Assessment Jargon

The who, what, where, why, when, and how
of writing end-of-the-year reports
Sarah Todd
Director of Institutional Research and Assessment
Presentation to School of Business and Liberal Arts
August 24, 2012
[email protected]
The systematic collection, review, and use of information
undertaken for the purpose of improving outcomes (e.g.,
student learning and development)
Translation: Determining if what we are doing is working,
and making changes for improvement, determining if those
changes are working, and making further changes for
improvement, and making more changes for improvement,
• Systematic: organized and planned
• Review: Appraise critically, evaluate, a formal examination; practice
intended to polish performance or refresh memory
• Use: Take or consume
Assessment is not an event, it is a constant process
Formative: Ongoing to
foster improvement
Summative: Final to gauge
What is it
Process-oriented: How is it
Product-oriented: What’s
been accomplished?
administrator and
Reflective: Based on
internally defined goals
and criteria
Prescriptive: Externally
imposed standards
Use of findings
Diagnostic: Identify areas
of strength and weakness
Judgmental: Arrive at an
overall grade/score
Standards of
Flexible: Adjustable as
challenges change
Fixed: Designed to reward
success and punish failure
group of people sharing a specific
• Age
• Student type
• Residential/non-residential
• Program of study
• First generation
• Pell eligible
 The
standard by which things are
measured or compared
 The “starting
• Census date
• Previous report date
• Dictated by a higher power
description or example of performance
that serves as a standard of comparison for
evaluation or judging quality
 Translation: A
standard by which something
can be measured or judged
 Types of benchmarks:
• Peers (aspirational and reality)
• Where we are now (baseline)
• Where we want to be
• Where others say we should be
Goal: A general description of the wider problem your
project with address, offering a reason why the task will
be performed
Objective: More detailed than a goal, includes the who,
what, where, why, when, and how
• Specific: to the problem you are addressing
• Measureable: changes must be quantifiable, be numeric
to address issues of quantity and quality
• Appropriate/attainable: to the goals and the environment;
must be feasible and within your control/influence
• Realistic: Measures outputs/results – not activities
• Times: Identifies target date for completion of objectives
and includes interim steps and a monitoring plan
 Used
to express intended results in
precise terms
 Specific
as to what needs to be assessed
and help guide the appropriate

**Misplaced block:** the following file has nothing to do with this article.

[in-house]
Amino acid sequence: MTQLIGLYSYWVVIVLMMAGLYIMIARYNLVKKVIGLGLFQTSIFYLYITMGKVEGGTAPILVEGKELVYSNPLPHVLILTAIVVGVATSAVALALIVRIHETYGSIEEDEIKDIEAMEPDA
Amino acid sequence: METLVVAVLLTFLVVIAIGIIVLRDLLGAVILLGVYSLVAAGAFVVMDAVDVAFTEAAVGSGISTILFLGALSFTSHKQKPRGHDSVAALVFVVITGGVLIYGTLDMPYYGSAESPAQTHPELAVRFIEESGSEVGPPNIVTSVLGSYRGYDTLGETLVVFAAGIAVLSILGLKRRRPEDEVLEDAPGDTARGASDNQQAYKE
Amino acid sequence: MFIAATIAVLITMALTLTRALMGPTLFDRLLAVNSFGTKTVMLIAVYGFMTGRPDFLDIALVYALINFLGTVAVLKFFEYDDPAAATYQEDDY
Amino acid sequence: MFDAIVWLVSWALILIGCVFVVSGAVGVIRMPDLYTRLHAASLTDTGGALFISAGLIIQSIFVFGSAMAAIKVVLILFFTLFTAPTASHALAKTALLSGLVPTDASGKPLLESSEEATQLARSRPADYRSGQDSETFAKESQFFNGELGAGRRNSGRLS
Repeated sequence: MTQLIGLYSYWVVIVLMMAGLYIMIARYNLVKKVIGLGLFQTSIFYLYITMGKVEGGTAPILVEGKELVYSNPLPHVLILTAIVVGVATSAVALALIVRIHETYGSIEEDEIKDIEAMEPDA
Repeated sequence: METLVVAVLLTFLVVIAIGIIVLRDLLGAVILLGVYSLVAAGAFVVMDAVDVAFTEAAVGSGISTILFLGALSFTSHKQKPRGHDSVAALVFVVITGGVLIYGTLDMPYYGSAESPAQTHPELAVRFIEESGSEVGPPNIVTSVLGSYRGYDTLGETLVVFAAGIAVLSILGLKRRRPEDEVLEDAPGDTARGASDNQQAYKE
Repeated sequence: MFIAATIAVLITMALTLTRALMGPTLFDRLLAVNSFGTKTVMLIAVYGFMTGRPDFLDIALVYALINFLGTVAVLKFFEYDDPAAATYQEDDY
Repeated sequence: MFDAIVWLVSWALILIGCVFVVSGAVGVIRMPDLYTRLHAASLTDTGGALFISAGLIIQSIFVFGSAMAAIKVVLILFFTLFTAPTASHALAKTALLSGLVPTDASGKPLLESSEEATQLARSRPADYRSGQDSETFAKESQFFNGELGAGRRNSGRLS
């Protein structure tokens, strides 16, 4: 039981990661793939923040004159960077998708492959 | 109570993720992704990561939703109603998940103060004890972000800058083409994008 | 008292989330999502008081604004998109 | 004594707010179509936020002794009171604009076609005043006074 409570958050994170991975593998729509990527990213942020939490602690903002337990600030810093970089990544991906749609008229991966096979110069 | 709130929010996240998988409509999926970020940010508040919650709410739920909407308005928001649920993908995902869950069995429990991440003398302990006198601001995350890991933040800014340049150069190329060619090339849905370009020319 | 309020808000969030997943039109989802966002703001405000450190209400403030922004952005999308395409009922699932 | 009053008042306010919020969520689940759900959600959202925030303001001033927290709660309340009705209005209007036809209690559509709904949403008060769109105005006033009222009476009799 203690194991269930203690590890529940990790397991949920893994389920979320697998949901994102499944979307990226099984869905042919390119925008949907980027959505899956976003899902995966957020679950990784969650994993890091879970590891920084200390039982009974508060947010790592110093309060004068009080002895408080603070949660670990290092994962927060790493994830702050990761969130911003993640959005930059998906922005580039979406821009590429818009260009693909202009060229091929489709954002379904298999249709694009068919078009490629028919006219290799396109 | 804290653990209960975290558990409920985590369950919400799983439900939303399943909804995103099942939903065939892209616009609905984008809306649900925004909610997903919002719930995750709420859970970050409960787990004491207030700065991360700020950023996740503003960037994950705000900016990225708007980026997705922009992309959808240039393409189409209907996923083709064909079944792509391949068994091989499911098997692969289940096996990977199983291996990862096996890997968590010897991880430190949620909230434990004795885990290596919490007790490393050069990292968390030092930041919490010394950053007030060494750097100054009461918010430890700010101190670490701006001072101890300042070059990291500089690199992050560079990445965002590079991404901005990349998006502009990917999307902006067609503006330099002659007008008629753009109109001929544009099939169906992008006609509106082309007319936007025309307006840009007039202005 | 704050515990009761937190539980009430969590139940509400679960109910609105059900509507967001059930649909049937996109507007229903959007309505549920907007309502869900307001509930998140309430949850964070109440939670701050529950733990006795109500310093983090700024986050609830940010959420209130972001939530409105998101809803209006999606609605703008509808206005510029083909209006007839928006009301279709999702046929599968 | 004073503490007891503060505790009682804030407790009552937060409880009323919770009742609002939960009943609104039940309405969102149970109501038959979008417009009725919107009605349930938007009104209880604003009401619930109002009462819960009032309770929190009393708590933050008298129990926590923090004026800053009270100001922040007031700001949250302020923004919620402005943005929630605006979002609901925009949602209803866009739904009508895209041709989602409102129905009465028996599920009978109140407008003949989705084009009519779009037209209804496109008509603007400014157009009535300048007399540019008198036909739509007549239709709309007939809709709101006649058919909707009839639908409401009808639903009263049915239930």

assessment tool
 Observable
(documentable!) behaviors
or actions that demonstrate that the
objective has occurred
 Your
objectives carried over
Direct: Student learners display knowledge and
skills as they respond directly to the instrument
Objective tests
Classroom assignments
Indirect: Student learners reflect on their
learning rather than demonstrating it.
• Surveys (exit, current and graduating students, alumni, employer, etc.)
• Interviews
• Focus groups
The goals and objectives you insert
in your program scorecard depend
entirely on the specific goals and
direction of your program
The report card can assist you in
framing goals and objectives on
enrollment, retention rates,
graduation rates, admissions,
number of graduates and diversity
In the next installment, enrollments
by student type, average GPA,
survey results will be incorporated
Follow a cohort of students
through the report card
The Fall 2008 cohort size and
retention rates can assist in
predicting the graduation
The yield rate and enrollment
rate can assist in predicting
these as well
Program is currently at a 32% graduation rate.
Institutional goal is 40%
Set a program goals based on the reality of where you
are, the interventions/changes you intend to make, and
the direction you need to be heading
The yield rate and enrollment rate can
assist in predicting these as well
 Let’s
perform an assessment of my
presentation, focusing on wardrobe:
What is the cohort?
What is the baseline?
What benchmarks are we going to use?
What are the goals?
What are the objectives?
What are some direct and indirect
measures of student learning?
• What are the outcomes?
Random flashcards
State Flags

50 Cards Education

Countries of Europe

44 Cards Education

Art History

20 Cards StudyJedi

Sign language alphabet

26 Cards StudyJedi

Create flashcards